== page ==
Adult education course at Riverdale Temple

Adult Education: Year Long Course! Pluralism in Jewish Tradition Through the Eyes of the Torah Free for members/$10 each class for nonmembers. Stop in and fill out a registration form or give us a call to sign up. Classes are held alternate Thursday evenings 7:30-9/6:30-8. Please call for this month's schedule or check it out on our website calendar @ Riverdale Temple is located at 4545 Independence Ave. Bronx, NY 10471. For more information, call 718-548-3800.

The RIVERDALE REVIEW • Thursday, October 20, 2011

Riverdalian graduates from Army training

Thursday, October 20, 2011 • The RIVERDALE REVIEW


Indicting the Risk Averse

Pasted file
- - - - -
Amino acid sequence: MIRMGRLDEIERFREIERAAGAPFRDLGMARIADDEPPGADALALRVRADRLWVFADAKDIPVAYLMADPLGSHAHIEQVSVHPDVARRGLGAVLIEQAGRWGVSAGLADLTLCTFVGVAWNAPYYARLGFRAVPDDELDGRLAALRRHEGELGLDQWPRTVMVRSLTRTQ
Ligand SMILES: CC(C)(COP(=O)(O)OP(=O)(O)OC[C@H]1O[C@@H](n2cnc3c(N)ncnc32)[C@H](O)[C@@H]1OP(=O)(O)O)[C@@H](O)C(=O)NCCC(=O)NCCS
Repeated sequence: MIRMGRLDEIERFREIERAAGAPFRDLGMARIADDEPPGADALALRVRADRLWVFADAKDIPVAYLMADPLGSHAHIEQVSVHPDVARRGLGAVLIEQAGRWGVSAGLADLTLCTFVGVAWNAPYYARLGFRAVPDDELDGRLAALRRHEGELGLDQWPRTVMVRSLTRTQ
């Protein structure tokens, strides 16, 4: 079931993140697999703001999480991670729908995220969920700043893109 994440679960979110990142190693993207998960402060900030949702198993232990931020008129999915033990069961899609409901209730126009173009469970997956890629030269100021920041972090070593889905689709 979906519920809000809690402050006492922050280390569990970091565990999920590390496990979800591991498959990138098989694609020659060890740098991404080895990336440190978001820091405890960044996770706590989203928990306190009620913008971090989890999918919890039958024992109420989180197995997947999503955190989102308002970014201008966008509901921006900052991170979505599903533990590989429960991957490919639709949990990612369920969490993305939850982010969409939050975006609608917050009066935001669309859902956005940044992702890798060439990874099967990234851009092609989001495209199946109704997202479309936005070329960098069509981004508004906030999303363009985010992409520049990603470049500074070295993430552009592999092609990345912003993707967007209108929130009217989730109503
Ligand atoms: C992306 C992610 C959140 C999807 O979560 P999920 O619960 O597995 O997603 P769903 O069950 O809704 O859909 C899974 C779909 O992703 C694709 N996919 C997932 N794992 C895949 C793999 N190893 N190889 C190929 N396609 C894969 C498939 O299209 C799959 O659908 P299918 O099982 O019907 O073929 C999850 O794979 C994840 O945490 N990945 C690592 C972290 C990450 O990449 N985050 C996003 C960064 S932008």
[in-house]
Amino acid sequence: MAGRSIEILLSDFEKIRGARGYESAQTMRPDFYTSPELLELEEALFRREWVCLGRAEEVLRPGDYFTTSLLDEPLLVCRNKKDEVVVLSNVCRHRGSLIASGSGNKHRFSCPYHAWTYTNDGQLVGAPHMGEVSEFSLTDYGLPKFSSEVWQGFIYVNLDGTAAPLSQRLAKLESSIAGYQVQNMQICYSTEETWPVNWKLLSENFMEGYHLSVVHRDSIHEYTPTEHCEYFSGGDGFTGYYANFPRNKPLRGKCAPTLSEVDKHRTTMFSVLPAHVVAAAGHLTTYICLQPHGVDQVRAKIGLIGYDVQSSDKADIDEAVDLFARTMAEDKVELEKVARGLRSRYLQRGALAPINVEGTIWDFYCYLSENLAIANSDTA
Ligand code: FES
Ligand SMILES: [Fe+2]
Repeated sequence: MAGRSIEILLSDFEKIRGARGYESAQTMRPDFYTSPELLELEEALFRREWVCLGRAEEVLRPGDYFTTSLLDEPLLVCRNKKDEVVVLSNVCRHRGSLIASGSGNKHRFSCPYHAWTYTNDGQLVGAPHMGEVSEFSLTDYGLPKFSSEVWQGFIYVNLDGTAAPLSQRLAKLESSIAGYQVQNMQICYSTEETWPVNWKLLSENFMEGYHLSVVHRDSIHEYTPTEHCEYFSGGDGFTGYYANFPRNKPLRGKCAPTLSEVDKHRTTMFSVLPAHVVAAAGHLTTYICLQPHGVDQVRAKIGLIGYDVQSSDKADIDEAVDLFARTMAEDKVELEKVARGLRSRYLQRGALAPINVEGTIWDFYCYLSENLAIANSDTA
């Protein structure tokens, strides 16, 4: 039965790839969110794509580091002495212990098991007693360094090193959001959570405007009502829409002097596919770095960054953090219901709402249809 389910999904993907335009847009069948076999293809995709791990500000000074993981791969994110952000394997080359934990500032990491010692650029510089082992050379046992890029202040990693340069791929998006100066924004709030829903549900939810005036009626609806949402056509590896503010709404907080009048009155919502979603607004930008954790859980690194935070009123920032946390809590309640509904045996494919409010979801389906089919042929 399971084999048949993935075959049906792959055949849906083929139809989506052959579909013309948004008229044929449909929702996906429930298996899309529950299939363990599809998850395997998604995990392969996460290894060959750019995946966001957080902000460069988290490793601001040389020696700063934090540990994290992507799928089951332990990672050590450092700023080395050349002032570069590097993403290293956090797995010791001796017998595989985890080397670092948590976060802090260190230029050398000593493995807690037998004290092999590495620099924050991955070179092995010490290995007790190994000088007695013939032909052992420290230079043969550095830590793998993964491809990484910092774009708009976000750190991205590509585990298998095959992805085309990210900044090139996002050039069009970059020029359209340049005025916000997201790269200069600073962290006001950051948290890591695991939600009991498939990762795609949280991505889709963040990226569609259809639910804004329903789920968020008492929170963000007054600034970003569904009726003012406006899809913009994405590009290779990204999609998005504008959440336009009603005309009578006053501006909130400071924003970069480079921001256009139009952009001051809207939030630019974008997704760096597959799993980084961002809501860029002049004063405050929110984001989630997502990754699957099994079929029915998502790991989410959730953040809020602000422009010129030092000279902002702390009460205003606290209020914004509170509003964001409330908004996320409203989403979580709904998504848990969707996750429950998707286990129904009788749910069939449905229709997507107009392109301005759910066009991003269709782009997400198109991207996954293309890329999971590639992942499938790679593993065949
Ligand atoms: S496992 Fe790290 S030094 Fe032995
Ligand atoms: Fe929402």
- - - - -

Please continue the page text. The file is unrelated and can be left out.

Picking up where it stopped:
At this critical point in our history we need to learn from our history, which in this state is a sad history indeed. New York State is an economic basket case, with a quickly eroding tax base and dynamically diminishing employment opportunities. One person who understands this is Governor Andrew Cuomo. As protestors flood the city’s financial district, demanding higher taxes, the Governor is holding firm. Perhaps he understands the lesson his father, former Governor Mario Cuomo so painfully learned: the cost of high taxes, and New York’s taxes are the among the nation’s highest, if not the highest, is the loss of jobs. Aside from holding the line on the destructively high taxes, which put us at a competitive disadvantage, the governor is also resisting calls for the banning of a promising new technology, extracting natural gas by means of hydraulic fracturing. This discovery is a remarkable stroke of luck since the very areas of the state where this technology can be employed are also the areas in the greatest economic distress, such as the state’s Southern tier along the Pennsylvania border. On the Pennsylvania side, this technology, shown to be safe despite the hysterical rants of opponents, has already injected billions into the sagging economy of the Keystone State. Thousands are employed, and what they are producing is among the cleanest fuels available. Replacing the burning of coal or oil with natural gas is among the most effective ways we can clean the air and combat climate change. What a boon for a region so desperately in need of good economic news, on both sides of the border! We are all familiar with the hardship brought on by the economic downturn of recent years. In upstate New York, the downturn is much more than that. It is a persistent 1930’s style depression, forcing hundreds of thousands to desert their communities. The great cities of Buffalo, Rochester, Syracuse and Albany are the epicenters of this tragedy. When our society becomes so risk-averse that nothing gets done, and reasonable projects that would benefit millions are thwarted, our future becomes very dim indeed. This is also the case with nuclear generation of electric power. If you are concerned about global warming or climate change or whatever the doomsayers call it these days, then certainly you must favor nuclear energy to produce the cleanest electric power. The happy consequence of this technology is the electric power we want, need, and indeed demand can be produced without adding any carbon to the atmosphere. It has been used, safely, for generations. Even the examples of “accidents” invoked with such solemnity as warnings, are hardly the cataclysms they are portrayed as being. Three Mile Island, the nation’s most serious nuclear accident, lead to not a single death among the plant staff or the general public. As opposed to the several deaths each year among those riding bicycles on our streets. The 1986 accident in Chernobyl in the Ukraine, perhaps led to several thousand deaths, resulting mainly from the shockingly primitive technology then in use in the former Soviet Union, well below the standards in place everywhere else in the world. The recent disaster at the Fukushima nuclear complex in Japan, is now used to put pressure on officials here to close the Indian Point Nuclear Plant, which generates a quarter of all the power in the New York metropolitan area, demonstrates how we cannot allow simplistic fear-mongering, unsubstantiated by facts, to dictate policy. The huge Japanese earthquake, far beyond any we have seen in the eastern United States, actually did not damage the Fukushima plant in any dangerous way. It was the resulting Tsunami that did the damage, a circumstance not possible at Indian Point, so far from the ocean. Now to be sure, the location of Indian Point was foolish in retrospect. A more remote location, one that wouldn’t encourage panic and mindless opposition would certainly be preferable. But this plant generates such a huge proportion of the region’s electric capacity is essential. The loss of this plant will presage a huge increase in electricity rates, crippling our already fragile economy. We can foolishly overreact to problems elsewhere, shooting ourselves in the foot, possibly sacrificing our and our children’s future and standard of living. Or we can develop strategies to minimize risk – recognizing that we can never eliminate it entirely – and stride confidently into a better future and perhaps a revitalized economy.